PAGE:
My local guild, the Heritage Quilters of Huntsville, have handled the pandemic as most guilds have. Some meetings by ZOOM, some in person with limited attendance, based on the requirements of the meeting space.
I recently attended my first in-person meeting since February 2020.
|Selfie with Elida and Denise--so happy to see our people again|
|I take terrible selfies--Kari got in on this one|
|Gifts ready for giveaway--and get your nametag ticket here|
|Comfy quilts, the guild charity project, is receiving lots of donations|
|Fewer chairs, more spread apart, still good to be with our Tribe again|
Quilt historians continue to fight the perpetuation of this complete and utter myth, but still it lives on.
Recently, Barbara Brackman, one of the most esteemed quilt historians ever, debunked this myth with facts and logic. Many of the blocks supposedly in the quilts said to have to been used to "guide" escaping slaves, were not even published until many years after 1865. The oddest one is the Sailboat--first published in 1931 and often seen in children's quilts.
This myth first appeared in a book published in 1998 which told of one African-American family's history, quoting relatives no longer alive. There has been no written history from "contemporary" sources, meaning people who were alive during the time of the Underground Railroad, that substantiates this story.
FACT: The Underground Railroad did exist and there is much historical information about how it operated. Information gathered from those who lived it. No one who studies Abolitionist history, Civil War history or the history of slavery in this country has ever found documented information that quilts were used as "codes".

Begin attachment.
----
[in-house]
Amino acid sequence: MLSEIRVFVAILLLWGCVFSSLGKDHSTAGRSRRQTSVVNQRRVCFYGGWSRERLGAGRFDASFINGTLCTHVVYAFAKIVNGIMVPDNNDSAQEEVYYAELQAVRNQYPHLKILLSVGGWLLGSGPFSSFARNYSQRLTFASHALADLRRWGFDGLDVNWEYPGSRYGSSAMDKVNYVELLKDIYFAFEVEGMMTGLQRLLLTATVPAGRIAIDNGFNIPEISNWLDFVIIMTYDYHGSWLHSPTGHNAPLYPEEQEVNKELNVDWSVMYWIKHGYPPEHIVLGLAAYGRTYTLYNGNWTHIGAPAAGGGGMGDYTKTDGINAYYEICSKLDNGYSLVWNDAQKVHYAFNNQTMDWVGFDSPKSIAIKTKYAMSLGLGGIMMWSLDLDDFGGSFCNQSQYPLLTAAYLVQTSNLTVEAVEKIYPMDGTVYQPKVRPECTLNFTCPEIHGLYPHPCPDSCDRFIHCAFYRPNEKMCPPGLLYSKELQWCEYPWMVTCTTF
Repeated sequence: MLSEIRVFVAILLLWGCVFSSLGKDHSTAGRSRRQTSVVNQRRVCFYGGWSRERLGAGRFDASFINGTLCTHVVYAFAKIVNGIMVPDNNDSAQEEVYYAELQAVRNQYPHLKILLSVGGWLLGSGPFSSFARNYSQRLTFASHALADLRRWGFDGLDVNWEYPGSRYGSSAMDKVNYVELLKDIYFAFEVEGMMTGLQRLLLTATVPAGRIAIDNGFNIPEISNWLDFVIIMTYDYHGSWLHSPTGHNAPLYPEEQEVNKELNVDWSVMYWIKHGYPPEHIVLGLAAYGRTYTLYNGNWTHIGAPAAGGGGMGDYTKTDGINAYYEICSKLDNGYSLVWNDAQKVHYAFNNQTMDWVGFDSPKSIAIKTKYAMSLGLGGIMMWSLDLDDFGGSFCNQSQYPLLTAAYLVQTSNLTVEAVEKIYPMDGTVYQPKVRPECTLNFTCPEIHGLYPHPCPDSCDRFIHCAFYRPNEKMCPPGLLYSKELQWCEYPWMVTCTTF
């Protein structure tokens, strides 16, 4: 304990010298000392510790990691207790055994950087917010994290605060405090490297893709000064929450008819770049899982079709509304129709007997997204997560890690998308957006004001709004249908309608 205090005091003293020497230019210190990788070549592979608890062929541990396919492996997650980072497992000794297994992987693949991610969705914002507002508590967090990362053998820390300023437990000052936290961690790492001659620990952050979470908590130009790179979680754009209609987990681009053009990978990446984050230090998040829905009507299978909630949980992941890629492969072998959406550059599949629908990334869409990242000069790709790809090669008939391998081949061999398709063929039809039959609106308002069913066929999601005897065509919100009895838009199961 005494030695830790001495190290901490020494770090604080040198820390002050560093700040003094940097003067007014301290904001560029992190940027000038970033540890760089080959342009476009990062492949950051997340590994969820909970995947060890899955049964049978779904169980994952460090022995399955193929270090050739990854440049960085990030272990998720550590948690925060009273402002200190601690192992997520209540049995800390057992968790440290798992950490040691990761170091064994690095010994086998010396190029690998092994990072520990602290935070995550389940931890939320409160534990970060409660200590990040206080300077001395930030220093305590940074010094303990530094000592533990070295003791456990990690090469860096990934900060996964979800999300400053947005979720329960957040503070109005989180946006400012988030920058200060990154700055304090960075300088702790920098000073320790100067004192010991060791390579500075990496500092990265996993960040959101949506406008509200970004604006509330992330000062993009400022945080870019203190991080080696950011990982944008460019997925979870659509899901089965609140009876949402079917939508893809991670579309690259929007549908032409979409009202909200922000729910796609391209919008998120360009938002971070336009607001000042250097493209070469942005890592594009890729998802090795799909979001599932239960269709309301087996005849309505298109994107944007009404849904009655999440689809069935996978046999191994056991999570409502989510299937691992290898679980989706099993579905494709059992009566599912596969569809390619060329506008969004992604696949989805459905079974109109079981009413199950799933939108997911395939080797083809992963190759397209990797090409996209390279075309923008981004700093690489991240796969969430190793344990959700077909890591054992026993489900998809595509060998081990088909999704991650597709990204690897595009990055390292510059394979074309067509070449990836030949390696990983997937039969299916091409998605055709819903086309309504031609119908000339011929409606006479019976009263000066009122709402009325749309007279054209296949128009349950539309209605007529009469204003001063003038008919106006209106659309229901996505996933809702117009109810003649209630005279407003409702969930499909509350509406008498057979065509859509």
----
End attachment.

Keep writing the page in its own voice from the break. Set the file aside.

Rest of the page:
It makes a good story. Quilters love to think our beloved quilt patterns were used in this way. It makes us feel good. But it's just NOT TRUE.
Quilt Historians can't prove it, though they have really tried. African-American Historians can't prove it, though they have tried. The errors in the myth, blocks that didn't exist until much later, for example, can't seem to persuade quilters this is a myth.
If this myth was true, there would be some factual information available from historians and true researchers of this history, well before 1998. And if only ONE family knew about this "code", how could it have helped hundreds escape?
I consider this myth part of the "internet generation problem"--if you read it online, it must be true. Sadly, that's not true for lots of things you read online.
As a quilter, it saddens me to see this myth presented as truth for others to believe and pass along. Nice story, not true.
One historian was asked how she responded whenever someone wanted to be sure she "knew" the story of quilts used as codes on the Underground Railroad. First, she assured the person this is myth, not truth. And then she said it was also disrespectful to those who did escape the brutality of slavery, as if they needed quilts to tell them to go north, or avoid traveling in the day time, or any of the other odd things the quilts supposedly told them.
Google is your friend. There are many articles about this topic. I encourage you to do your own research. Take such myths with a grain of salt and don't believe everything you hear or read.
Now, let's quilt.